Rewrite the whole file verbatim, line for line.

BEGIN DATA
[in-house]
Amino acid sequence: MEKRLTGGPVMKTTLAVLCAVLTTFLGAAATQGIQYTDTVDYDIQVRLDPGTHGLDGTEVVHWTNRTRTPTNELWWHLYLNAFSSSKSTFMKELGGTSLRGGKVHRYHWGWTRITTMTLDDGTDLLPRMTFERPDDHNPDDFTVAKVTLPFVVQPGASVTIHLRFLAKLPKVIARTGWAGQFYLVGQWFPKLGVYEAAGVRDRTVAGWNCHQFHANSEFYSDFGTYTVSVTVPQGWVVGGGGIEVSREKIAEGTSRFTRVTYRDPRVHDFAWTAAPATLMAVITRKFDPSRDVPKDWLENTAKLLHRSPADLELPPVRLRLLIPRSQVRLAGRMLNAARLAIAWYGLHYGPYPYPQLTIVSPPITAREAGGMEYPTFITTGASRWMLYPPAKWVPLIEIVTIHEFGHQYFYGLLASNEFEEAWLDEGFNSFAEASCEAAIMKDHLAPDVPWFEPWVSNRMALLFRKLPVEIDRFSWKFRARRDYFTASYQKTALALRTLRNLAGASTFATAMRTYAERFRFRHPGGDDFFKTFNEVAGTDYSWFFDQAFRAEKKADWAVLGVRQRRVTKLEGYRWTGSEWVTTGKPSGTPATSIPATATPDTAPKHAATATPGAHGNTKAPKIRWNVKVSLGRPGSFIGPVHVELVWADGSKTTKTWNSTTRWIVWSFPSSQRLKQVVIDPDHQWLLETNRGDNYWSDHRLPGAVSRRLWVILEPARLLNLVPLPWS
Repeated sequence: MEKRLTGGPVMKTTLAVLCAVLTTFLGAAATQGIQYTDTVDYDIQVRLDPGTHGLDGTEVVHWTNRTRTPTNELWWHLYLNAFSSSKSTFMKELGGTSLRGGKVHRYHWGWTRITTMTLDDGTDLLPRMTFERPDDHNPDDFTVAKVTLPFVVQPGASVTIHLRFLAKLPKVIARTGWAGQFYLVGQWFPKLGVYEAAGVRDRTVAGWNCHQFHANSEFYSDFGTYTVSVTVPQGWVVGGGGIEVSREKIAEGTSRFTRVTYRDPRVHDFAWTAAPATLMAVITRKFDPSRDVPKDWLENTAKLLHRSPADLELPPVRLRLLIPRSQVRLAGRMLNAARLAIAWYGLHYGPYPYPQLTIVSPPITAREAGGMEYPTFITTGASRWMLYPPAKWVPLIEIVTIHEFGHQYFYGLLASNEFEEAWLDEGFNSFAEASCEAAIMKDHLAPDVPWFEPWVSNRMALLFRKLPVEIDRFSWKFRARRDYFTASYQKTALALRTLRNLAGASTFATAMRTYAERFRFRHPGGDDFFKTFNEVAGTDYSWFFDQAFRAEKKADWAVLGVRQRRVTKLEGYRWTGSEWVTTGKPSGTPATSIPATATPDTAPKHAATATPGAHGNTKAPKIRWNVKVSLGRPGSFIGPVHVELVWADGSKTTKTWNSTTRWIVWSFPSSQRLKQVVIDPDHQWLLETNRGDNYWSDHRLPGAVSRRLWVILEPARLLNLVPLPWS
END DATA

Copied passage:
[in-house]
Amino acid sequence: MEKRLTGGPVMKTTLAVLCAVLTTFLGAAATQGIQYTDTVDYDIQVRLDPGTHGLDGTEVVHWTNRTRTPTNELWWHLYLNAFSSSKSTFMKELGGTSLRGGKVHRYHWGWTRITTMTLDDGTDLLPRMTFERPDDHNPDDFTVAKVTLPFVVQPGASVTIHLRFLAKLPKVIARTGWAGQFYLVGQWFPKLGVYEAAGVRDRTVAGWNCHQFHANSEFYSDFGTYTVSVTVPQGWVVGGGGIEVSREKIAEGTSRFTRVTYRDPRVHDFAWTAAPATLMAVITRKFDPSRDVPKDWLENTAKLLHRSPADLELPPVRLRLLIPRSQVRLAGRMLNAARLAIAWYGLHYGPYPYPQLTIVSPPITAREAGGMEYPTFITTGASRWMLYPPAKWVPLIEIVTIHEFGHQYFYGLLASNEFEEAWLDEGFNSFAEASCEAAIMKDHLAPDVPWFEPWVSNRMALLFRKLPVEIDRFSWKFRARRDYFTASYQKTALALRTLRNLAGASTFATAMRTYAERFRFRHPGGDDFFKTFNEVAGTDYSWFFDQAFRAEKKADWAVLGVRQRRVTKLEGYRWTGSEWVTTGKPSGTPATSIPATATPDTAPKHAATATPGAHGNTKAPKIRWNVKVSLGRPGSFIGPVHVELVWADGSKTTKTWNSTTRWIVWSFPSSQRLKQVVIDPDHQWLLETNRGDNYWSDHRLPGAVSRRLWVILEPARLLNLVPLPWS
Repeated sequence: MEKRLTGGPVMKTTLAVLCAVLTTFLGAAATQGIQYTDTVDYDIQVRLDPGTHGLDGTEVVHWTNRTRTPTNELWWHLYLNAFSSSKSTFMKELGGTSLRGGKVHRYHWGWTRITTMTLDDGTDLLPRMTFERPDDHNPDDFTVAKVTLPFVVQPGASVTIHLRFLAKLPKVIARTGWAGQFYLVGQWFPKLGVYEAAGVRDRTVAGWNCHQFHANSEFYSDFGTYTVSVTVPQGWVVGGGGIEVSREKIAEGTSRFTRVTYRDPRVHDFAWTAAPATLMAVITRKFDPSRDVPKDWLENTAKLLHRSPADLELPPVRLRLLIPRSQVRLAGRMLNAARLAIAWYGLHYGPYPYPQLTIVSPPITAREAGGMEYPTFITTGASRWMLYPPAKWVPLIEIVTIHEFGHQYFYGLLASNEFEEAWLDEGFNSFAEASCEAAIMKDHLAPDVPWFEPWVSNRMALLFRKLPVEIDRFSWKFRARRDYFTASYQKTALALRTLRNLAGASTFATAMRTYAERFRFRHPGGDDFFKTFNEVAGTDYSWFFDQAFRAEKKADWAVLGVRQRRVTKLEGYRWTGSEWVTTGKPSGTPATSIPATATPDTAPKHAATATPGAHGNTKAPKIRWNVKVSLGRPGSFIGPVHVELVWADGSKTTKTWNSTTRWIVWSFPSSQRLKQVVIDPDHQWLLETNRGDNYWSDHRLPGAVSRRLWVILEPARLLNLVPLPWS